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This question already has an answer here:

I need a command for an if condition to know if 'file_name' is an hard link (not symlink). Thanks

marked as duplicate by JdeBP, Jeff Schaller Apr 26 at 16:44

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    All files are hard links to themselves. Do you want to identify files with multiple links, or do you have an idea of an "original" file and other "links"? – Michael Homer Apr 26 at 6:39
  • I think that the question is duplicated, there is an already answered question here: unix.stackexchange.com/questions/167610/… – Dasel Apr 26 at 6:40
  • [ -e file ] && [ \! -h file ] – mosvy Apr 26 at 10:01
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man test

use -h to check, whether the file is symbolic link and the File exists.

   -h FILE
          FILE exists and is a symbolic link (same as -L)

.

bash-4.2$ ls -lrt
total 0
-rw-r--r--. 1 MYID MYID 0 Apr 26 14:37 test
lrwxrwxrwx. 1 MYID MYID 4 Apr 26 14:37 t -> test
bash-4.2$ [ -h t ] && echo "yes" || echo "no"
yes
bash-4.2$ [ -h test ] && echo "yes" || echo "no"
no
  • I need [...] to know if 'file_name' is [a] hard link (not symlink). and you provide an answer to detect symlinks. I think this needs some explaining .... – Bananguin Apr 26 at 7:28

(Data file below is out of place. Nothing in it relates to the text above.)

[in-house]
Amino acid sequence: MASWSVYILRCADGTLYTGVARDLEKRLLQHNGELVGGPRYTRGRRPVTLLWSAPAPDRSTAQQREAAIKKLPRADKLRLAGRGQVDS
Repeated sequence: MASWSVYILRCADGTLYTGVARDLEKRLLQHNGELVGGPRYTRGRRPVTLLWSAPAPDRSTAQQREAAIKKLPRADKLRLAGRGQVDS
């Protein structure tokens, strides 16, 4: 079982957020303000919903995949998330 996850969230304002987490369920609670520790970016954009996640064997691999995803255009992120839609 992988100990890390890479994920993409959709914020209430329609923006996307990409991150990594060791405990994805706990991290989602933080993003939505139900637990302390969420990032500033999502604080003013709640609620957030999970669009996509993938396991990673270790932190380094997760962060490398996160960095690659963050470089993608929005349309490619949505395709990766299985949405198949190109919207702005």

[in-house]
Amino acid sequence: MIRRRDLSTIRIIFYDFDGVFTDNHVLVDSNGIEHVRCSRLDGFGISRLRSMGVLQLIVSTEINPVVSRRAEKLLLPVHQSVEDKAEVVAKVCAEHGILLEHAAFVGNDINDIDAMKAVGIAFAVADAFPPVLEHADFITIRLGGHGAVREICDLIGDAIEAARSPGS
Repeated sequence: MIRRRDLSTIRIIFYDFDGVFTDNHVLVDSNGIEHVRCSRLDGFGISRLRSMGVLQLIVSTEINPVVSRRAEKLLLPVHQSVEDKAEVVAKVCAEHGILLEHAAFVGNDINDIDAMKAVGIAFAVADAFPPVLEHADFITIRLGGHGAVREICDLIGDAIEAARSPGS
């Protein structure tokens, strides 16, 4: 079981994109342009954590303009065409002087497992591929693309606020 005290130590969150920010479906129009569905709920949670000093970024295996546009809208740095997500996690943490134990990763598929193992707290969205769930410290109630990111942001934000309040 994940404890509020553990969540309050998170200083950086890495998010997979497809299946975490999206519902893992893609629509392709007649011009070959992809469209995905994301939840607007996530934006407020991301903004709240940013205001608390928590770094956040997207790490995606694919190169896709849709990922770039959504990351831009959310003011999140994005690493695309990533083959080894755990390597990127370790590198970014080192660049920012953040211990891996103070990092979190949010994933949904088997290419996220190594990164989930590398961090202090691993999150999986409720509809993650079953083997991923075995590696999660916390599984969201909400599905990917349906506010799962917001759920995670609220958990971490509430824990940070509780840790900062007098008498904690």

• @Bananguin This seems reasonable to me. Every file is a hard link, but only some are also of the specific "symbolic link" filetype. Could you elaborate your criticism? – Kusalananda Apr 26 at 8:11
  • @Kusalananda The OP is looking for a test for hard links and this answer, which is barely more than RTFM, highlights a test for sym links. This is especially not a test for hard links. The OP even explicitly states (not symlink) and receives an answer pertaining to precisely symlinks. You need to throw in additional technical knowledge to explain your "seems reasonable" judgement. Notice: this demo says "no" when it detects a hard link. I am not saying the technical background is wrong. I am saying this is a bad answer. – Bananguin Apr 26 at 9:23
  • @Bananguin Both Kamaraj and I interpreted the question as asking for a way to detect whether a file was a hard link and not a symbolic link (see title). With that interpretation, the answer seems reasonable. If the question was to "detect whether a file was a hard link or not (not whether it was a symbolic link or not)", I can definitely see that your argument is totally valid. The question would then also need additional clarification as to what they meant by that. – Kusalananda Apr 26 at 9:36
  • @Kusalananda [ -h /@/not-there ] && echo "yes" || echo "no" => no. So I guess that /@/not-there is only a hard link? – mosvy Apr 26 at 9:55

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